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R| 1 hr. 59 min.

Plot Summary
A sensitive and soulful man earns a living by writing personal letters for other people. Left heartbroken after his marriage ends, Theodore (Joaquin Phoenix) becomes fascinated with a new operating system which reportedly develops into an intuitive and unique entity in its own right. He starts the program and meets "Samantha" (Scarlett Johansson), whose bright voice reveals a sensitive, playful personality. Though "friends" initially, the relationship soon deepens into love.

Cast: Joaquin Phoenix , Amy Adams , Scarlett Johansson , Rooney Mara , Chris Pratt , Olivia Wilde , Matt Letscher , Kristen Wiig

Director: Spike Jonze

Genres: Comedy drama, Romance

Distributor: Warner Bros. Pictures

Her (2013)

Release Date: January 10th, 2014|1 hr. 59 min.

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critic reviews (10)
fan reviews ( 53 )
  • 88
    Peter Travers Rolling Stone

    Jonze is a visionary whose lyrical, soulful meditation on relationships of the future cuts to the heart of the way we live now. show more

  • 50
    Mick LaSalle San Francisco Chronicle

    The story is too slender for its two-hour running time, and the pace is lugubrious, as though everyone in front and behind the camera were depressed. But the biggest obstacle is the protagonist (Joaquin Phoenix), who is almost without definition. show more

  • 88
    Claudia Puig USA Today

    Though set in the future, Her is a timely, soulful and plausible love story. show more

  • May 16, 2014 KDRdeCorrales
    Report This User

    The idea of having a relationship with a virtual being is of course not novel. However, screenwriter/director Spike Jonze’s rendition does seem to be among the more commendable developments of this core concept. To witness: the numerous accolades befallen ‘Her’, mainly for Jonze’s original screenplay, including a Golden Globe and Academy Award. The route Jonze has chosen to realize his first solo-screenplay has led – also through the very creditable exploits of Joaquin Phoenix, Scarlett Johansson, Amy Adams and Rooney Mara – to a motion picture that gives compelling food for thought and is profoundly moving and inspiring. The great accomplishment of ‘Her’ consists in Jonze rising beautifully to the challenge of creating conflict, to provide effective drama involving the bodiless operating system (OS) present in Johansson’s voice. Albeit artificial intelligence specific, this drama and the resulting sympathy for that voice is made to feel very near human, aided of course by the interaction with the sensitive, relation-starved Theodore, sublimely personified by Phoenix, in whom no way we would recognize the tyrant would-be emperor from The Gladiator. It comes as no surprise that Jonze wrote ‘Her’ with Phoenix – and his well-established acting prowess – in mind. A couple of noteworthy aspects of ‘Her’: The setting and mood, immaculately tailored around the main character’s ups and downs. Sterile, grey, sci-fi, a bit bleak, empty, naked without the virtual presence; then at one point suddenly totally flamboyant and sunny. Then, the voice that has chosen for herself the name Samantha. Crucial and totally deserving of that ‘Best Actress’ award at the Rome Film Festival. That smoky naughtiness, the sexy chuckling, the carefully captured tone belying a smile or a mood; the lightning-quick changing of that mood. The voluptuous actrice is indeed well-represented by her voice alone. The subtlety of the volume should be mentioned. No raised voices in ‘Her’. A soothing, welcome alternation, given the loud-louder-loudest competition that seems to be going on in movies today, especially with the arrival of 3D and IMAX. ‘Her’ seems to have done an exercise in the opposite direction and offers a smorgasbord of the soft and serene, sensitive, sweet, sexy and suggestive, also through its flesh-and-blood characters. ‘Her’ demonstrates and reminds us that one does not need to be ‘loud’ to communicate; that the wide spectrum within the lower volumes suffices. Plot development, then. The ingenious trials and tribulations of voice-only represented Samantha; first desiring a body, then deciding (with some of that eloquent drama mentioned earlier) that she doesn’t require one, consequently turning to her mind with a vengeance, evolving beyond the boundaries of a relationship with humans to the extent that she needs to leave, obviously to the distress of our main character. Here Jonze has opted for a proper Hollywood ending, suggesting that the voice-relationship sufficiently exorcized Theodore’s demons for him to turn to humans again. Those captivating components and details that all seem to have a purpose or at least add to the intrigue. From the main character’s profession, to the one-style-fits-all trousers, to the curious, consistent recurrence of that deep salmon-red – mainly in the main character’s attire, but also hinted at in the vestuary of passers-by. Returning to picture-carrier Phoenix. Having seen the movie one can imagine no other to fill the main character’s shoes. That feminine still-masculinity; the perfectly hit, never overplayed sensitivity bordering on loserdom without ever getting there. Most importantly: the character remains subservient to the drama, message and the implied questions, including the delicate ‘Beware of or rejoice in where technology is taking us?’ As to some of the underlying notions: Communication and empathy are prerequisites for any sort of relationship, among other things because everything is subject to change. Also: To seek to evolve as far as one is able is a natural thing. And: There is so much out there we cannot fathom. The ever-presence of the voice and where her journey takes her both hint at the beyond. To conclude: Joy can be found in any type of circumstance, even without a body. The movie invites to apply the imagination more for the pursuit of joy. For example by making up stories about people (keeping it nice) or dedicating a tune of one’s own creation to a moment. The ‘should we or should we not pursue a relationship with something other than human’ is left for each viewer to decide for themselves.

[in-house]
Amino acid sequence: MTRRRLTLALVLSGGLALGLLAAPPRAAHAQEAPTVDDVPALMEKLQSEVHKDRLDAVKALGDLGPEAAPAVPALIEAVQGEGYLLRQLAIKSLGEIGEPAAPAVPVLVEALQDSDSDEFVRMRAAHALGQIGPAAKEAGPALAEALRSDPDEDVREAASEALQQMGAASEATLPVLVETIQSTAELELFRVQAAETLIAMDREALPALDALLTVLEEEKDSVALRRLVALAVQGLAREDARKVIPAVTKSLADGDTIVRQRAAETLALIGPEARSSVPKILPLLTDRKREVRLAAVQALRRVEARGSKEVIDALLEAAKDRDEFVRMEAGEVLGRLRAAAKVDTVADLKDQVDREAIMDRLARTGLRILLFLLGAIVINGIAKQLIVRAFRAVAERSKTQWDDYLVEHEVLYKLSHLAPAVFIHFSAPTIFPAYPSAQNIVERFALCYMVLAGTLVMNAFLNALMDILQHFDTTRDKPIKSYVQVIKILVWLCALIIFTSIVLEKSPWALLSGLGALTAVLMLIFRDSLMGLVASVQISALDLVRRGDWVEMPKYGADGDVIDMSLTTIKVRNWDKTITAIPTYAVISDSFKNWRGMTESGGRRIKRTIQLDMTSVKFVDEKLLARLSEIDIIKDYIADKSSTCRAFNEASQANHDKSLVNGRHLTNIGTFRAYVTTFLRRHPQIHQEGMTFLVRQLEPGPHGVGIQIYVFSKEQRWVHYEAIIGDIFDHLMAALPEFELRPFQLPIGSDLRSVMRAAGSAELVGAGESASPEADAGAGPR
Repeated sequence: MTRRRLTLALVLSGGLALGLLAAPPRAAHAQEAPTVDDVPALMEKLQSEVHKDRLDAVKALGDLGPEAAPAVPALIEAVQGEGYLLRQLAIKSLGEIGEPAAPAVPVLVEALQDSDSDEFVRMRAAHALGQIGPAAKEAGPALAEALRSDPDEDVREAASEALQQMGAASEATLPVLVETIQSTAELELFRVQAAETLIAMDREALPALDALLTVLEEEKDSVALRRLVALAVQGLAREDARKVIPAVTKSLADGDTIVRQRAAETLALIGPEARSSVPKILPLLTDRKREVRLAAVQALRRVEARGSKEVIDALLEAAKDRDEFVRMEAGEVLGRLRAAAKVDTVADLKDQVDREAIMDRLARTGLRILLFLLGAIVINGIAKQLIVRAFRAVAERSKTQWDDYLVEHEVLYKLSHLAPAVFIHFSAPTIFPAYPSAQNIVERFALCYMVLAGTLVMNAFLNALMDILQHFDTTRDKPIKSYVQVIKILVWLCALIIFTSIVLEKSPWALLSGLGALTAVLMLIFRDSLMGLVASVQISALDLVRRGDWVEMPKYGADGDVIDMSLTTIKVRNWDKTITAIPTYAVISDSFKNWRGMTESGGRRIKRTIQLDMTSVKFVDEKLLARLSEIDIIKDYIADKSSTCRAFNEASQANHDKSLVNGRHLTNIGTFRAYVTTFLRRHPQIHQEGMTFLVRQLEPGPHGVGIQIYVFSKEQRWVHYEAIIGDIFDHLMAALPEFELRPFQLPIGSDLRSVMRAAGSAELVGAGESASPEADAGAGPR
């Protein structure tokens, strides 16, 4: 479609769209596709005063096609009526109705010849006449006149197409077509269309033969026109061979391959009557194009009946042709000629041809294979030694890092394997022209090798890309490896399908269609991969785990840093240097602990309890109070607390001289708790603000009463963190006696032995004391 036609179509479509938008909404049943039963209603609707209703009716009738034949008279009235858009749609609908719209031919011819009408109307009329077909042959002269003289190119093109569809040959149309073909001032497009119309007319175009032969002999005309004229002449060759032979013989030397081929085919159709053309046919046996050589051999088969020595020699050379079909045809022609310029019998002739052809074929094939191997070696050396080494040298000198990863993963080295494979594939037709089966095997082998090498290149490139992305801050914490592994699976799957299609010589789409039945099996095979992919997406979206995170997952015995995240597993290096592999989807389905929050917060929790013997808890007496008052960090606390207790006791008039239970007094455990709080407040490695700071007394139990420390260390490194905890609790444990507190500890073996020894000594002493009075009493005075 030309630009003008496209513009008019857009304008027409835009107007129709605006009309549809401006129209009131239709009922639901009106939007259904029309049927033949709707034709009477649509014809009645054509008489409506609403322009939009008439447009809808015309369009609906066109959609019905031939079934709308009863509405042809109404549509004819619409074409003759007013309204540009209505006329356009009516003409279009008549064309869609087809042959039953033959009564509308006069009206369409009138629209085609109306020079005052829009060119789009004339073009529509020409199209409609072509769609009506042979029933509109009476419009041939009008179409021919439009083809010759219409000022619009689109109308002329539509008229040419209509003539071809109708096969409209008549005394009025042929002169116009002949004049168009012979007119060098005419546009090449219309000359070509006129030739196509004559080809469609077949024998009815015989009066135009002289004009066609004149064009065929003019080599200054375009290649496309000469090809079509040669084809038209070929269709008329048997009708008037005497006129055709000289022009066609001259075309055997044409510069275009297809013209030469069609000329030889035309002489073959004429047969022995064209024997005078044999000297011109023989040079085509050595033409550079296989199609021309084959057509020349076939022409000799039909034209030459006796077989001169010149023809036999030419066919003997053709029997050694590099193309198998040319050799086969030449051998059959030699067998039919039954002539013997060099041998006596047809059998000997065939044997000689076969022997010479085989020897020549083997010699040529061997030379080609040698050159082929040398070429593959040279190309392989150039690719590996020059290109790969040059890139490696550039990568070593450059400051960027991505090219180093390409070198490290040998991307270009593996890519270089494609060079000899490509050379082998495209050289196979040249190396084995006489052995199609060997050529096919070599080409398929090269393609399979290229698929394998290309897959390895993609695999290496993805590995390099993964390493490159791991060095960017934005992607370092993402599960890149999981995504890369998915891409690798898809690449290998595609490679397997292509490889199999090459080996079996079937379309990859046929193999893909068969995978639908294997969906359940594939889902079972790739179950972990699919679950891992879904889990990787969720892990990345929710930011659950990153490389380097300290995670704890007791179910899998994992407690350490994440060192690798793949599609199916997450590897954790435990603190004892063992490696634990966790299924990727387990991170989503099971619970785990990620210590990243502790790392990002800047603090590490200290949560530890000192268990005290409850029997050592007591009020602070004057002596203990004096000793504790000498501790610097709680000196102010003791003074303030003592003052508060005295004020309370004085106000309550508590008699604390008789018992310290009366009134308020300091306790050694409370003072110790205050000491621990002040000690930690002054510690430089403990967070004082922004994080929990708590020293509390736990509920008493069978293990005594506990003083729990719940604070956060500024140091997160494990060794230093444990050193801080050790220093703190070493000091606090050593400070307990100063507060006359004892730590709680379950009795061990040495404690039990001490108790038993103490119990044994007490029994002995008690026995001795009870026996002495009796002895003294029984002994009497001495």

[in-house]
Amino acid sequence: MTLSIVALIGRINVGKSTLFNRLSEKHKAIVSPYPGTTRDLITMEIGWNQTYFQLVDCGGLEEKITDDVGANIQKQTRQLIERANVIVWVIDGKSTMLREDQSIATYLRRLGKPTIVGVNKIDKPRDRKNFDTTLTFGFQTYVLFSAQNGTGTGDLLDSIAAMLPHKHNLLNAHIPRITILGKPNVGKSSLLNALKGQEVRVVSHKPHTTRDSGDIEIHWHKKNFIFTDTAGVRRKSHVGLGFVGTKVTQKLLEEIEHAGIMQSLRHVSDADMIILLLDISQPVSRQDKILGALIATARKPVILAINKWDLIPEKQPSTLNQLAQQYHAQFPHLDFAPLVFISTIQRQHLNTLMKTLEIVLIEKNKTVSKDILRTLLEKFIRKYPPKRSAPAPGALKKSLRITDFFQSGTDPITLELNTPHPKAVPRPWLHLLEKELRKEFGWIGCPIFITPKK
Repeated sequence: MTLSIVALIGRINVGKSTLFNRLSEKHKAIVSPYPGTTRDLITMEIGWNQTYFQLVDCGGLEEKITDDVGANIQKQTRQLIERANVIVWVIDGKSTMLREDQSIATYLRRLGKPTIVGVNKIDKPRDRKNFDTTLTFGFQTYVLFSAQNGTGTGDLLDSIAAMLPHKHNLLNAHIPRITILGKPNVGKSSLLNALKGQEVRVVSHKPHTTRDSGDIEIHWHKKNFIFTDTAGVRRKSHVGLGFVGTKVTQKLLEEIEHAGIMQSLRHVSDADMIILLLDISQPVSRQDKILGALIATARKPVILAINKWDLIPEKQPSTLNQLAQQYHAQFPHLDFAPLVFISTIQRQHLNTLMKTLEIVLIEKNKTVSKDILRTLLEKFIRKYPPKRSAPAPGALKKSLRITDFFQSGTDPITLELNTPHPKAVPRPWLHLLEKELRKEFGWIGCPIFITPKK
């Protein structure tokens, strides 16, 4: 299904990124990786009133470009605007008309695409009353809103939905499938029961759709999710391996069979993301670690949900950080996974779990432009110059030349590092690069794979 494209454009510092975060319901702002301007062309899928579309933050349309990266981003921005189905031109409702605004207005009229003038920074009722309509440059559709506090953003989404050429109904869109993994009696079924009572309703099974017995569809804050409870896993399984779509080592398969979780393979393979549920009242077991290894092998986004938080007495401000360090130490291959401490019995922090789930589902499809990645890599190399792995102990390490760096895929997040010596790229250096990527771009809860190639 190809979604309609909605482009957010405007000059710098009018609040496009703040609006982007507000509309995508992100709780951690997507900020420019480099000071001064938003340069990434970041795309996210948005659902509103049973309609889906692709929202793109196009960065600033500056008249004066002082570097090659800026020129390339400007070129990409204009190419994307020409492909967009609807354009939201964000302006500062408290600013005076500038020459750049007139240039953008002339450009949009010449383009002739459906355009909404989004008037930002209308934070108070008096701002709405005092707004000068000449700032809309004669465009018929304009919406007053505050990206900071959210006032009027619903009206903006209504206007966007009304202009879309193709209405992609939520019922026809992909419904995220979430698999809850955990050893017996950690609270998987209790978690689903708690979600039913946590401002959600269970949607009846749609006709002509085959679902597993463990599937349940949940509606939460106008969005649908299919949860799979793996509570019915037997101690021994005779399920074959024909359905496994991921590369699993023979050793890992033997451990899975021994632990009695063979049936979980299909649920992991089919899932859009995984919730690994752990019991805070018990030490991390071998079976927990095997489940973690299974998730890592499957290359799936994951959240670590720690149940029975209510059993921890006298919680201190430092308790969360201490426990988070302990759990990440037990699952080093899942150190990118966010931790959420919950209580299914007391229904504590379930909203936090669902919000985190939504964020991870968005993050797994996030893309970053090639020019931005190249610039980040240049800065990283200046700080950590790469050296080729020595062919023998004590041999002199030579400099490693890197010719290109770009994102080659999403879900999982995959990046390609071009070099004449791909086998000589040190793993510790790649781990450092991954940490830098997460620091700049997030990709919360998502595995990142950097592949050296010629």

• February 19, 2014 ds00000000182139
    Report This User

    I have never walked out of a movie...until I went to see this one. Stupid, stupid, stupid. Don\'t waste your time.

  • February 15, 2014 Diaz Family
    Report This User

    The message of this movie was, perhaps, lost in translation for the ordinary viewer. Just like \"Lost in translation\" which got the same reaction years ago. Again with Scarlett Johansson. In fact, I think the premise of \"Her\" is the difference between seeing Johanson and just hearing her.

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New DVD Blu-ray: 'Her,' 'Orange Is the New Black'

Posted by
Jenni Miller on May 13th, 2014 3:45PM

Warner Bros Moviefone's Top DVD of the Week "Her" What's It About? A sad sack in high-waisted pants, Theodore spends his days writing love letters for other people. When he installs an intelligent...

Joaquin Phoenix Facts: 17 Things You (Probably) Don't Know About the 'Her' Star

Posted by
Jonny Black on Jan 24th, 2014 11:00AM

Getty Joaquin Phoenix's life is as unique as the characters he plays onscreen. The actor has been working on and off since the early '80s, though it wasn't until his star turn opposite Russell...

The 10 Sexiest Androids, Robots, and Computers in Movie History (PHOTOS)

Posted by
Drew Taylor on Dec 17th, 2013 9:00AM

Warner Bros. In this week's "Her," Joaquin Phoenix falls in love with his computer's new operating system, which calls itself Samantha and has the breathy voice of Scarlett Johansson. (If Siri...

Los Angeles Film Critics Awards: 'Gravity' & 'Her' Split the Vote

Posted by
Katie Roberts on Dec 9th, 2013 3:15PM

Warner Bros The Los Angeles Film Critics Association gave out its annual awards Sunday, and the group was surprisingly indecisive. There were ties in three categories, including Best Picture, which...